The school system planners have told us of this middle school bubble that will pop in 2015, then trailers will not be needed after that.  Look for 16 trailers at PCMS by 2015..... and beyond.  We've heard for ten years now that Austin and Vanderlyn population booms were bubbles.  Those bubbles must be made of some secret NASA material because there are no signs of these "bubbles" bursting at the elementary level, and don't believe the middle school bubble ends in 2015.  The Dunwoody cluster continues to grow in population, and this growth includes kids who, believe it or not, will go to middle school.

The school board and planners have recently said Dunwoody needs another elementary school (more seats).  With DES at 900+ and a new Austin projected to be at 900+, wheres does DeKalb think these kids will go for middle school?  Or, is the school system encouraging relying on Dunwoody parents to pull their kids out of the public schools by middle school?

In an effort to make these 6th graders feel as comfortable as possible, one trailer from each of the feeding elementary schools was pulled from the elementary schools to the middle school.  The hauler was to open the windows on the trailers during the move to 'air out' these learning cottages, but the haulers learned the lone window in each trailer was actually a fake.  The 'windows' were actually framed artwork (from the 1978 4th graders) created to look like a real window.  Pretty crafty if you ask me.  In addition to 7 boxes of tissues, two pair of scissors, and a $10 School Box gift card, Team Green/Brown students will be asked to bring in an air freshener. 

No word yet on who gets to inhabit these innovative learning cottages for the school year, but I'm sure someone is working on that as we speak.  If you have a rising 6th grader slated to attend PCMS, you are encouraged to attend a meeting at The Branches clubhouse.  See here for details. For those new to The Branches club house, plan ahead.  The Branches can be a tricky neighborhood to navigate.  My rule of thumb when lost in The Branches is to keep make alternating left and right turns until you find Spalding or Mt Vernon.

On a slightly more serious note, don't let your kid get lazy over the summer.  Here's a link to MATH stuff for rising 6th graders. For those of you who choose not to speak or read English, the Summer Math program is available in Spanish.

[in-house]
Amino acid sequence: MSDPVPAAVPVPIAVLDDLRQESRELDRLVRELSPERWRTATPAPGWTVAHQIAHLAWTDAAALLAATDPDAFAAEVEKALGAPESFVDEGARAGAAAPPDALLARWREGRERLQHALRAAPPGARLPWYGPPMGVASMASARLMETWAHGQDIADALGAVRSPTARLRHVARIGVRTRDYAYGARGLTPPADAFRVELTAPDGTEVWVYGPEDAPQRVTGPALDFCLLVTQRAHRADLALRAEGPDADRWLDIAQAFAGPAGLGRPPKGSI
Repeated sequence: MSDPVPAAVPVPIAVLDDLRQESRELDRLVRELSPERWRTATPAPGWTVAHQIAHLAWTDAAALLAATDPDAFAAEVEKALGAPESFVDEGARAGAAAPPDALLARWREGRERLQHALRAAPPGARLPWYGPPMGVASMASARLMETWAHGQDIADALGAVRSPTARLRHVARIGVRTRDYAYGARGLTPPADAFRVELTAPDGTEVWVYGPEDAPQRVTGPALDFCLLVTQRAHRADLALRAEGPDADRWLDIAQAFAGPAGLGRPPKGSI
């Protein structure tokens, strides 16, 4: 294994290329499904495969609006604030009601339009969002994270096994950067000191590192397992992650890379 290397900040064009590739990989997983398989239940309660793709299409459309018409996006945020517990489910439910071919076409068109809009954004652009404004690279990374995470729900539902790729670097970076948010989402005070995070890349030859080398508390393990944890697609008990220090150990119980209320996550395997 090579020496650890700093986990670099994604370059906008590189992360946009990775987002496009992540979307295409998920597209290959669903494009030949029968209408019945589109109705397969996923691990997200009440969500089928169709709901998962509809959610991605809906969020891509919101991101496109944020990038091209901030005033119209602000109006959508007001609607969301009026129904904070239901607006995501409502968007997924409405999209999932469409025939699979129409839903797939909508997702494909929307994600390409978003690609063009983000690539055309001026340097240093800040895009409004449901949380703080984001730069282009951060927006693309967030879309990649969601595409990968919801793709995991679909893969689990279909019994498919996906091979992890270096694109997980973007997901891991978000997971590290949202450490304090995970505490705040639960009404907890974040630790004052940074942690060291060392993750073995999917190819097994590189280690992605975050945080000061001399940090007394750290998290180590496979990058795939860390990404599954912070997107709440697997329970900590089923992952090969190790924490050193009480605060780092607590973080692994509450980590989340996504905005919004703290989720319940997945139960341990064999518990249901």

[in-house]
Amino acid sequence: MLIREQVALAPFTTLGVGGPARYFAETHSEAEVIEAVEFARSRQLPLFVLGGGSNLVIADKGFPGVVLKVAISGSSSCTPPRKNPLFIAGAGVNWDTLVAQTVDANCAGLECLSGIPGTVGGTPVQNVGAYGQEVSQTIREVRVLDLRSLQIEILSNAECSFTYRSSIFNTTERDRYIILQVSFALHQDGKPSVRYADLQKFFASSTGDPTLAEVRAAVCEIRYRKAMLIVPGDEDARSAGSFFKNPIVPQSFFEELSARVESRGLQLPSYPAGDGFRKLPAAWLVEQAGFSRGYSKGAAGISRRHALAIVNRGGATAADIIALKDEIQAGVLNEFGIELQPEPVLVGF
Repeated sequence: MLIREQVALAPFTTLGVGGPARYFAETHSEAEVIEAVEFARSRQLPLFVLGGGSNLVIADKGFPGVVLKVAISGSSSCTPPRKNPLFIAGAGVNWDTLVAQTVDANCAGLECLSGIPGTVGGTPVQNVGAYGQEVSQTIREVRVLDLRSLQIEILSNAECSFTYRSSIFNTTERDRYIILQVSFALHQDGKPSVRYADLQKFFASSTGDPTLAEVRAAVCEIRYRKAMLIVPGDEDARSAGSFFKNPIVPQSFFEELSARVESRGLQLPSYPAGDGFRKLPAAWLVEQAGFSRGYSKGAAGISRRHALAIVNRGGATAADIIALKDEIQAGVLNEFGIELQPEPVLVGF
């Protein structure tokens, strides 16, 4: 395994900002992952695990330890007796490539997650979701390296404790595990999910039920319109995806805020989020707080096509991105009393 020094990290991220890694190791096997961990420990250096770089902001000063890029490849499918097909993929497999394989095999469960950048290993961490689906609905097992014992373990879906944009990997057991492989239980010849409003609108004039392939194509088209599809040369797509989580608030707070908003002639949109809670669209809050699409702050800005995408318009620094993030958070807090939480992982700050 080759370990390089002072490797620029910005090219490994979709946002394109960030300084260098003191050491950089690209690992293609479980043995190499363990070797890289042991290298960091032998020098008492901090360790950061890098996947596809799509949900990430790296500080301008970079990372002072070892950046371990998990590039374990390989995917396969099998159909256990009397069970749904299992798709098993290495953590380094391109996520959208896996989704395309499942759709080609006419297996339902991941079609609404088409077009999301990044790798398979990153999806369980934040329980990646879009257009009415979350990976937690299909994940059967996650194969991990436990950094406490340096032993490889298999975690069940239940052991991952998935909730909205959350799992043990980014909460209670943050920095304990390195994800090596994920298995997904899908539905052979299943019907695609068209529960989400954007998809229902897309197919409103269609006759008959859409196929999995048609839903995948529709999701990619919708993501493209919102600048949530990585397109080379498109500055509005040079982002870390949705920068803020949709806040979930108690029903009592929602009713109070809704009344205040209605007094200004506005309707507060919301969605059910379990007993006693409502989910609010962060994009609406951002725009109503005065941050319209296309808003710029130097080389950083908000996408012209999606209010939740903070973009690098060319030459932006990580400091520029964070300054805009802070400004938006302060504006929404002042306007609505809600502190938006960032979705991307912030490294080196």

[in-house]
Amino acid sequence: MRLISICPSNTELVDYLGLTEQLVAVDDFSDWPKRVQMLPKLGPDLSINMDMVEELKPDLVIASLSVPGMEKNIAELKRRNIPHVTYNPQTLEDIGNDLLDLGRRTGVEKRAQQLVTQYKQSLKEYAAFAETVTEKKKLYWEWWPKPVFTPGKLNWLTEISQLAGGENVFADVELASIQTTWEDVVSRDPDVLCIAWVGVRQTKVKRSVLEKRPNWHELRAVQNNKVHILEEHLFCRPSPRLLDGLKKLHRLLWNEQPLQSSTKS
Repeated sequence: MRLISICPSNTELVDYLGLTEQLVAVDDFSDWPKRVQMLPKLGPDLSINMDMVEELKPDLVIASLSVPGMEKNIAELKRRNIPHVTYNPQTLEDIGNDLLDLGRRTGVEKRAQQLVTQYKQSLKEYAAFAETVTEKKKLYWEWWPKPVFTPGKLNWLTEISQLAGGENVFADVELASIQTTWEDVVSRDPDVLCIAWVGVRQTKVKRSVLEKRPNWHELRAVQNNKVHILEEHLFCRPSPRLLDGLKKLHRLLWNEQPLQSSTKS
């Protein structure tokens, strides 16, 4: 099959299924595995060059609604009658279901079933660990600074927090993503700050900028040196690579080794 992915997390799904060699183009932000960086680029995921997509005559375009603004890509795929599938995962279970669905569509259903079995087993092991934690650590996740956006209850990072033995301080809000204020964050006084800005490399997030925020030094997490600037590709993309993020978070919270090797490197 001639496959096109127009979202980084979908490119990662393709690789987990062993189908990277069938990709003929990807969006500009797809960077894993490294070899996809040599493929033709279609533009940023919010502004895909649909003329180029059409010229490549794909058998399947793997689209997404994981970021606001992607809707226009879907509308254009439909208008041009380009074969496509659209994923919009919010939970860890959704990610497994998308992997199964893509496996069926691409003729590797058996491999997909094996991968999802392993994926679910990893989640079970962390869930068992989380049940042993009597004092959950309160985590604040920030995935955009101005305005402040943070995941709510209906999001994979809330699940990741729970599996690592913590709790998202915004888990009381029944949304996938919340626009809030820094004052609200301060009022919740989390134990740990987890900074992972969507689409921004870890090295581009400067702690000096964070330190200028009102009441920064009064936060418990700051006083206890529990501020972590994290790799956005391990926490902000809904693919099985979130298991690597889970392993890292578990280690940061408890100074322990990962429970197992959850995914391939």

Monday, July 11, 2011

July 11 Dunwoody Council Meeting

Watching the meeting online, but got a late start due to Monday at Moe's $5 burrito night and a quick trip to Publix.  I tuned in just in time to see the parks bond issue deferred.

Parks Bond
On Council's agenda the parks improvement bond ($33 million) and the land acquisition bond ($33 million) were lumped together as one (and would have been two choices on the ballot).  I think it was Robert W. who first suggested it be split apart for council's vote, allowing council the option to vote 'yes' for one or both parts.  Good idea and it looks like the language will be modified a bit.

A discussion on a contract to resurface some roads.  Heneghan suggests a joint venture whereas Dunwoody would continue to use the Doraville police dog, and in exchange Dunwoody would pave the part of Tilly Mill that touches PIB.  That piece of Tilly Mill is in Doraville.  The idea had some support from Thompson, but Wittenstein, Shortal, and Ross, in a rare sign of agreement, disagreed with Heneghan.  All three emphasized that too many Dunwoody roads need paved and no way should we pave one foot in Doraville.  City manager agreed with Heneghan and said although the road is Doraville, the adjoining properties are in Dunwoody.  Sorry Doraville, pave your own road.  Don't be surprised if the Doraville dog is suddenly unavailable next time the request is put in for its services.  Perhaps Dunwoody should stop buying Segways and four-wheelers and buy a trained Belgian Malinois for a willing officer.  Probably less expensive. On a side note, if the city wants to do an IGA with Doraville, they should have investigated the Doraville 911 system in more detail than partnering with ChatComm.

Special Land Use for Piano Teacher
The next 'chicken' issue.  Danny Ross opened things up by stating that PianoLady is okay and this needs approved.  Most on council agree that the process (Special Land Use Permit) needs modified.  Look for PianoLady to win in two weeks at next meeting.